Vogue takes ‘hub and spoke’ approach to Snapchat editions in Europe
Every publisher is figuring out what to centralize. Condé Nast is breaking down some of the walls that previously existed between its international editorial teams in order to better create content for Vogue Paris and British Vogue, publications that traditionally have operated very autonomously.
That’s meant a centralized six-person Snapchat Discover team in London, with producers and interactive designers creating Snapchat content for Vogue Paris, which launched a month ago, and British Vogue, which debuts today. The team is led by Vogue International Snapchat editor Sarah Schijen.
Condé Nast is looking to balance the obvious cost benefits of centralization with desire for national edit teams to chart their own course. The local editorial teams in France and the U.K. will dictate what content runs in each of the three weekly Discover editions. They’ll submit the topics and stories they wish to cover, and the Snapchat team will then work up templates of editions to ensure each has a cohesive narrative, style and design that works for each market. The local editorial teams will get final approval on content. The aim is to plan editions two weeks in advance.
“This hub-and-spoke model will ensure each edition is a coherent capsule,” said Tom Conway, head of platform relationships at Condé Nast International Digital. “Editions will be adapted according to what the digital editors in each market produce, but instead of a stream of content, they’ll have a beginning, middle and end, so there is a cadence to each.” Naturally, all Vogue Paris content will be in French.
This is a big departure from the autonomous way the two markets have traditionally worked and in line with Condé Nast International’s wider editorial strategy to pool the efforts of its titles on a cross-country scale — a plan introduced after centralizing its digital editorial efforts last October. Although resources will be shared for overall style and formats, the different editions will be distinctive to each market.
“The challenge internally will be to keep the DNA of the local editorial expertise, while also benefiting from the new specialists we have brought in for the centralized team. It’s so much about communications and relationships and gaining trust with creative teams, so you can amplify what’s great rather than diluting something,” Conway said.
That’s not to say the two edit teams can’t learn from each other. Although Conway wouldn’t divulge the audience size of the Paris Discover channel, he said the French team’s Discover efforts have informed the British Vogue debut. Popular formats in France have been videos Vogue models film on their own hand-held devices along with product rundowns on topics like the best beauty products to buy from duty-free shops.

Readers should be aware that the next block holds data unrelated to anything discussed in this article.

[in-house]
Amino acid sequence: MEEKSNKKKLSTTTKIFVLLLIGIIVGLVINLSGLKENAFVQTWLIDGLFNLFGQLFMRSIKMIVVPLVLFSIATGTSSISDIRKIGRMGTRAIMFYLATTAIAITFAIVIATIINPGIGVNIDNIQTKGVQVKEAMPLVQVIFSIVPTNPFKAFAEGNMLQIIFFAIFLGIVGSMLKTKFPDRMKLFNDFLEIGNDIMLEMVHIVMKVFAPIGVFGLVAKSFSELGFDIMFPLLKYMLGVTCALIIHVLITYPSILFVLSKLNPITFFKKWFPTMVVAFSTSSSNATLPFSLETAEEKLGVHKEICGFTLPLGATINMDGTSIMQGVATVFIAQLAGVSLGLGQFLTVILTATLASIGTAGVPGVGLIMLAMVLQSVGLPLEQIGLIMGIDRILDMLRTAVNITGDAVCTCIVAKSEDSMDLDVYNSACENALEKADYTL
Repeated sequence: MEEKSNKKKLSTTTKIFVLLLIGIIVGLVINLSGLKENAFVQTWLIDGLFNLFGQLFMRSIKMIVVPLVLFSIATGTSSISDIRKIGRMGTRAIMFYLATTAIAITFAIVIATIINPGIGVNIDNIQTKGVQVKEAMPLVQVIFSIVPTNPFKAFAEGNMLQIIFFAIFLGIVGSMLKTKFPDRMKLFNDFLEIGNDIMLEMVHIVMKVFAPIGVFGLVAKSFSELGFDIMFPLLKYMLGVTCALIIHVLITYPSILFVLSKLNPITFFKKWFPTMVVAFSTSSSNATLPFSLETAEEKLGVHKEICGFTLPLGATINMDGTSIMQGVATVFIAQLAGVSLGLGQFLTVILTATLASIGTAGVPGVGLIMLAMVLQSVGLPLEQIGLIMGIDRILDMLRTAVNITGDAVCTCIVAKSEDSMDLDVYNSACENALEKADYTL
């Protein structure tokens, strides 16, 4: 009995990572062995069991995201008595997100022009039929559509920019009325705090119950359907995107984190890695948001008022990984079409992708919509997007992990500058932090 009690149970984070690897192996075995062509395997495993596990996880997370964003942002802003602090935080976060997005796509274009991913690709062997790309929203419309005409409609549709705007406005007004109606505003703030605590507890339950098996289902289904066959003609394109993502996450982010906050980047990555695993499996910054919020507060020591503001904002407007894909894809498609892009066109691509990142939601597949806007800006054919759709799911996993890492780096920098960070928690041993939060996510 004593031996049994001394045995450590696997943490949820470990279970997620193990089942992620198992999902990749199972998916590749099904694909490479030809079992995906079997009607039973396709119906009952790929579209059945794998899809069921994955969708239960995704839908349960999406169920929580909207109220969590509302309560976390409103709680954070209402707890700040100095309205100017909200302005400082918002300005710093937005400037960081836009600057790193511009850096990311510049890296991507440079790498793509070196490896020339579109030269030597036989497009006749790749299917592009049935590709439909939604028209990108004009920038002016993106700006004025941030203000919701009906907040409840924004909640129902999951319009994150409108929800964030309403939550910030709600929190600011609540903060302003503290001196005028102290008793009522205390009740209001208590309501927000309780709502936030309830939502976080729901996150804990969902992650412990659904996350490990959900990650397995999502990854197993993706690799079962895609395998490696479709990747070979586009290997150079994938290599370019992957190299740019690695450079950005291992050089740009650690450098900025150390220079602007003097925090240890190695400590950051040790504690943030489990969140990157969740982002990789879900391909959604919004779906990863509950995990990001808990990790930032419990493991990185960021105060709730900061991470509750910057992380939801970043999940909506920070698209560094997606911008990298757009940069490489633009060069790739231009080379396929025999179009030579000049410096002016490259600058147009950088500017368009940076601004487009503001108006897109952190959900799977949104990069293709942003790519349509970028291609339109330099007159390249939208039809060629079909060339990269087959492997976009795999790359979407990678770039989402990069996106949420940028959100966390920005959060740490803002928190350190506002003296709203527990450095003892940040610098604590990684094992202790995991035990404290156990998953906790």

The first British Vogue edition features an exclusive interview with the title’s new editor-in-chief, Edward Enninful, along with styling tips, product reviews and photo-led Snaps. The aim is not to make the channel feel like a replica of the magazine but to use Discover analytics to monitor what content works best with audiences and adjust accordingly.
Economy is another reason Condé Nast created a central workflow for its Snapchat Discover output. Running a Discover channel requires substantial resources, with Snapchat specifying that teams typically need a minimum of five people. That’s a large outlay for just one platform, especially when the publisher doesn’t own it. But Discover remains a tantalizing environment for publishers looking to attract the coveted 13- to 24-year-old audience, one Condé Nast hopes it can make economically viable with this move. “Monetization is the big challenge on distributed platforms in general because you’re essentially building your audience on someone else’s land,” Conway said. “So our philosophy is to remain nimble and be where our audience is, but it needs to be economically viable.”
The publisher also hopes the rest of its editorial teams can learn from the specialist skills the Snapchat Discover team provides. “Part of the philosophy is to bring in these new skills and learn quickly how to produce mobile and video-first content for younger audiences,” Conway added. “We’re already learning a lot, like how to make the most of a vertical screen with our own sites. It’s starting to influence our editorial hub in general.”
Only the U.K. and France have Vogue Discover editions, but if it expands to other European markets, the Snapchat team will be used across all countries.
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